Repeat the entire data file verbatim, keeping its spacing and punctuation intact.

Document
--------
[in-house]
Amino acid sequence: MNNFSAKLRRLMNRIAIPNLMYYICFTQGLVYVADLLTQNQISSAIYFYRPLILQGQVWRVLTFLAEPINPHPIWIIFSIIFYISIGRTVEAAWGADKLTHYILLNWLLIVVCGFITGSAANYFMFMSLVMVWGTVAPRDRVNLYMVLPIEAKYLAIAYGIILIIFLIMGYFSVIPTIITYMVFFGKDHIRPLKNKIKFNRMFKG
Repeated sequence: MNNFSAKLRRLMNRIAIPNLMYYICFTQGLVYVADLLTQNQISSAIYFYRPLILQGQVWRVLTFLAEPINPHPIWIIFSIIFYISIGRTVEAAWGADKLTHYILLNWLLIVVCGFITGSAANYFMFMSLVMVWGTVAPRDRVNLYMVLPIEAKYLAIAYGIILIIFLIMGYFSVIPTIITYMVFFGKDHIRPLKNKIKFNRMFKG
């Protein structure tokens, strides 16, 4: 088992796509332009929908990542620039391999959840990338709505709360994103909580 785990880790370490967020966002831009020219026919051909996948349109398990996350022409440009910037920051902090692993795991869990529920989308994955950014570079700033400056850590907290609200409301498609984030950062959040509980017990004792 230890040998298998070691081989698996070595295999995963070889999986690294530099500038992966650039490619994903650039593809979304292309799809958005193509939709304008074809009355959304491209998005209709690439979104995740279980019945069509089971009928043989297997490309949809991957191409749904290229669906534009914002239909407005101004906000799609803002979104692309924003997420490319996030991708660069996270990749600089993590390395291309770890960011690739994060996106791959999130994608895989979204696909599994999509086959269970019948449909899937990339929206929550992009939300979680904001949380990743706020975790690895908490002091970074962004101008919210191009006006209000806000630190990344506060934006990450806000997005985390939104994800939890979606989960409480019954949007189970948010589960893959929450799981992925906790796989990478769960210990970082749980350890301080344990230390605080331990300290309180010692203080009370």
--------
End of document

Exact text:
[in-house]
Amino acid sequence: MNNFSAKLRRLMNRIAIPNLMYYICFTQGLVYVADLLTQNQISSAIYFYRPLILQGQVWRVLTFLAEPINPHPIWIIFSIIFYISIGRTVEAAWGADKLTHYILLNWLLIVVCGFITGSAANYFMFMSLVMVWGTVAPRDRVNLYMVLPIEAKYLAIAYGIILIIFLIMGYFSVIPTIITYMVFFGKDHIRPLKNKIKFNRMFKG
Repeated sequence: MNNFSAKLRRLMNRIAIPNLMYYICFTQGLVYVADLLTQNQISSAIYFYRPLILQGQVWRVLTFLAEPINPHPIWIIFSIIFYISIGRTVEAAWGADKLTHYILLNWLLIVVCGFITGSAANYFMFMSLVMVWGTVAPRDRVNLYMVLPIEAKYLAIAYGIILIIFLIMGYFSVIPTIITYMVFFGKDHIRPLKNKIKFNRMFKG
């Protein structure tokens, strides 16, 4: 088992796509332009929908990542620039391999959840990338709505709360994103909580 785990880790370490967020966002831009020219026919051909996948349109398990996350022409440009910037920051902090692993795991869990529920989308994955950014570079700033400056850590907290609200409301498609984030950062959040509980017990004792 230890040998298998070691081989698996070595295999995963070889999986690294530099500038992966650039490619994903650039593809979304292309799809958005193509939709304008074809009355959304491209998005209709690439979104995740279980019945069509089971009928043989297997490309949809991957191409749904290229669906534009914002239909407005101004906000799609803002979104692309924003997420490319996030991708660069996270990749600089993590390395291309770890960011690739994060996106791959999130994608895989979204696909599994999509086959269970019948449909899937990339929206929550992009939300979680904001949380990743706020975790690895908490002091970074962004101008919210191009006006209000806000630190990344506060934006990450806000997005985390939104994800939890979606989960409480019954949007189970948010589960893959929450799981992925906790796989990478769960210990970082749980350890301080344990230390605080331990300290309180010692203080009370």